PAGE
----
solutions, often very strongly, simply to avoid using Microsoft
And to be honest, I can’t really argue with ’em. Not on Microsoft
specifically, but there are indeed companies who’s products I now avoid
simply because the products come from those companies. For assorted
reasons that I personally feel are valid those companies have somehow
placed themselves on my personal blacklist.
And again, I think everything I’ve just described is human nature.
We may want to be objective, but we all see the world through our own
experiences, priorities and values. The result is that we may come to
So, none of that helps answer your question:
Who do you believe?
The short answer: the person, persons or group that most closely
matches your own needs or values.
Which, of course, is easier said that done.
And that’s where some work comes in.
When looking for an answer, don’t just stop when you think you’ve
found the answer. Take a few minutes to get a sense for the person or
community providing that answer. Does what they say make sense to you?
Do they appear to have an understanding of the issues you’re facing? If
you’re inexperienced, do they regularly pose solutions in ways that you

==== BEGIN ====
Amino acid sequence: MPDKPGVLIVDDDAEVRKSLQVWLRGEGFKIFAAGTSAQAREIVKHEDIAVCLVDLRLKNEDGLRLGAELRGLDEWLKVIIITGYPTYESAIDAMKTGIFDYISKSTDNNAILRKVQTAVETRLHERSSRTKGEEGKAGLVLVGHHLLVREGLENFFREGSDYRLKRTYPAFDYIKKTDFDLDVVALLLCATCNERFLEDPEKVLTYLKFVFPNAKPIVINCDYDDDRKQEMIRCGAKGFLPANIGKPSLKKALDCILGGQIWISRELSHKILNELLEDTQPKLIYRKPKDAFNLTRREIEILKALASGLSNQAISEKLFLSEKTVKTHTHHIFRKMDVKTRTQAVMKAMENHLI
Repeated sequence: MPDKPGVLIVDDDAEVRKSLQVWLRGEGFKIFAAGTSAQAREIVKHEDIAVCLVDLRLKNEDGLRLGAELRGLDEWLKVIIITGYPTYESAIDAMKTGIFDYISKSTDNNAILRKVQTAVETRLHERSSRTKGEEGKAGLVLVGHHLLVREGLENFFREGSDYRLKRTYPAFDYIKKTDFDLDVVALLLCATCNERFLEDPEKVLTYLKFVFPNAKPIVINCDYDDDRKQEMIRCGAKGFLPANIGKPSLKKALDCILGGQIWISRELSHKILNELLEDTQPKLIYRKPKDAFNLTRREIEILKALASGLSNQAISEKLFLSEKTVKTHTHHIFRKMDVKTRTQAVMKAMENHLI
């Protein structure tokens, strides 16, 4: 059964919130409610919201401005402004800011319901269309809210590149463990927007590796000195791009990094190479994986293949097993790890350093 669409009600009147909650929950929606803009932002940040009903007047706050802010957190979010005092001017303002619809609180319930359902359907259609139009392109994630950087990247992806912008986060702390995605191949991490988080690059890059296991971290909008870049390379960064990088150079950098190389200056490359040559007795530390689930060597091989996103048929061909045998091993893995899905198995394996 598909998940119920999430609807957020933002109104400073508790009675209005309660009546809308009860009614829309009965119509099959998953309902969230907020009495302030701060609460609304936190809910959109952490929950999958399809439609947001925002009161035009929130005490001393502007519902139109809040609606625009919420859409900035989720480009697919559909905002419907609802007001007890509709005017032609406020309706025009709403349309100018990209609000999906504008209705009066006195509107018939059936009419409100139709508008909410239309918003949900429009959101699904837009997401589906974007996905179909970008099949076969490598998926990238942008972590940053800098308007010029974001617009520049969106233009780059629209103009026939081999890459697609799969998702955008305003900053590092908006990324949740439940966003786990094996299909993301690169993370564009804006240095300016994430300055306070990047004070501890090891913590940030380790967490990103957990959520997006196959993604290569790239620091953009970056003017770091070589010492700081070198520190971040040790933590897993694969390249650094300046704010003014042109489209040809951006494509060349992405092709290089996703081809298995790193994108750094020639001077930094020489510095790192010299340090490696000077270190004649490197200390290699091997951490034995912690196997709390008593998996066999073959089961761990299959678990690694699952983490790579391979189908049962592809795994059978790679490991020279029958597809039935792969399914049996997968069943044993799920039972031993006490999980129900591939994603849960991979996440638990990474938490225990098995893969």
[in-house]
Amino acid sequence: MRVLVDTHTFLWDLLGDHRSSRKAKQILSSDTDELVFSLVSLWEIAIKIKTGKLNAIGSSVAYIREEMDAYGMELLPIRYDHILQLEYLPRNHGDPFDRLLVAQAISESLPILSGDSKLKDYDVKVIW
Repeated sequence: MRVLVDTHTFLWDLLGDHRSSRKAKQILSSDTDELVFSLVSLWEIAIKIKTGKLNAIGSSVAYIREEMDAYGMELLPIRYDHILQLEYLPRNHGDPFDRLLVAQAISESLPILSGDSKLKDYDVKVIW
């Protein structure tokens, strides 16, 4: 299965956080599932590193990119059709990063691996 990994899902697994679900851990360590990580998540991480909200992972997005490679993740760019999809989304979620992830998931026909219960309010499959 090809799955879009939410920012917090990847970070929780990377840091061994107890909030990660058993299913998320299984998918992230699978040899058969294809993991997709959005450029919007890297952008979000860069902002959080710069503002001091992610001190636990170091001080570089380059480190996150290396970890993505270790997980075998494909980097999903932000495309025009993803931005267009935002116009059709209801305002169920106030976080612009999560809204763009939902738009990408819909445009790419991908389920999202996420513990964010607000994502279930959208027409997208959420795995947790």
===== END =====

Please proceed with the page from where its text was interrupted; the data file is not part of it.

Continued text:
can understand? If you’re experienced and looking for more technical
solutions, does what they provide match your own experience and do they
have a clear sense of what they’re talking about in general?
When relating experiences, are you finding more “this didn’t work
for me, so the product is crap”, or “this didn’t work for me, so be
careful”? Are the reports of hearsay based on reasonable data, or
almost urban-legend-like friend-of-a-friend conversations? Naturally
the more reasoned and objective the opinions, the more trustworthy they
I know that, personally, I value my own experience with products
highly, but I do try to do so with an open mind. I rarely say something
should be avoided because of my own single experience, or because of
one or two reports. However, because I do have a steady stream of
reports of issues coming in, then that’s absolutely going to color both
my opinion, and my recommendations.
The most glaring example I can provide is the my position on the use
of free email services. It wasn’t until I’d received repeated and
consistent reports of people losing everything as accounts were hacked
or otherwise lost that I formulated my own strong opinion on
the subject. My personal experience has been nearly perfect with every
free email service I’ve used, but it became clear that there’s a much
larger and more common issue that warranted action.
Ultimately, the answer is to spend a little time and find a few
resources that you feel comfortable with. Or, as you search for a
specific solution, take the time to evaluate where you end up and make
sure that the resource matches your own needs and values.
And, hey, if I’m one of them, that’s great. But if not, I know that
there are many, many alternatives out there that might also be
appropriate for you.
And keep your eyes open for new resources. This is the internet, and
there are new sources of information almost every day.